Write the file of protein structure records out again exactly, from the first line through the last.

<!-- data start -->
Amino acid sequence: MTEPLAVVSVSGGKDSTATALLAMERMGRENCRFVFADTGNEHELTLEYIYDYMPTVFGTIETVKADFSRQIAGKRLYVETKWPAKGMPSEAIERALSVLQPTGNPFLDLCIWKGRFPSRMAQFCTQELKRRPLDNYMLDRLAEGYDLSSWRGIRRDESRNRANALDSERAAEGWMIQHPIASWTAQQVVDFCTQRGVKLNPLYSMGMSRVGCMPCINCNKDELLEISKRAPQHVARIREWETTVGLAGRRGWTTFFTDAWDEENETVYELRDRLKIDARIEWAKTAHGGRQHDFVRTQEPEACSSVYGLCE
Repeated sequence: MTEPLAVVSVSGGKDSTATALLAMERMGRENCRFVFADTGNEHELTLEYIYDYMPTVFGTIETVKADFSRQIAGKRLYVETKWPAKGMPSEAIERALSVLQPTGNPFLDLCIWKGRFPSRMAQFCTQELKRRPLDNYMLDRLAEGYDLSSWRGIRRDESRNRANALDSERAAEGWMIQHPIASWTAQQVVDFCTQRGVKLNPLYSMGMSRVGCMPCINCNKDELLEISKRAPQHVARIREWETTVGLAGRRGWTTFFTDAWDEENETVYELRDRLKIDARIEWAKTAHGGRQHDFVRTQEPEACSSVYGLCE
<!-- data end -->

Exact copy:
Amino acid sequence: MTEPLAVVSVSGGKDSTATALLAMERMGRENCRFVFADTGNEHELTLEYIYDYMPTVFGTIETVKADFSRQIAGKRLYVETKWPAKGMPSEAIERALSVLQPTGNPFLDLCIWKGRFPSRMAQFCTQELKRRPLDNYMLDRLAEGYDLSSWRGIRRDESRNRANALDSERAAEGWMIQHPIASWTAQQVVDFCTQRGVKLNPLYSMGMSRVGCMPCINCNKDELLEISKRAPQHVARIREWETTVGLAGRRGWTTFFTDAWDEENETVYELRDRLKIDARIEWAKTAHGGRQHDFVRTQEPEACSSVYGLCE
Repeated sequence: MTEPLAVVSVSGGKDSTATALLAMERMGRENCRFVFADTGNEHELTLEYIYDYMPTVFGTIETVKADFSRQIAGKRLYVETKWPAKGMPSEAIERALSVLQPTGNPFLDLCIWKGRFPSRMAQFCTQELKRRPLDNYMLDRLAEGYDLSSWRGIRRDESRNRANALDSERAAEGWMIQHPIASWTAQQVVDFCTQRGVKLNPLYSMGMSRVGCMPCINCNKDELLEISKRAPQHVARIREWETTVGLAGRRGWTTFFTDAWDEENETVYELRDRLKIDARIEWAKTAHGGRQHDFVRTQEPEACSSVYGLCE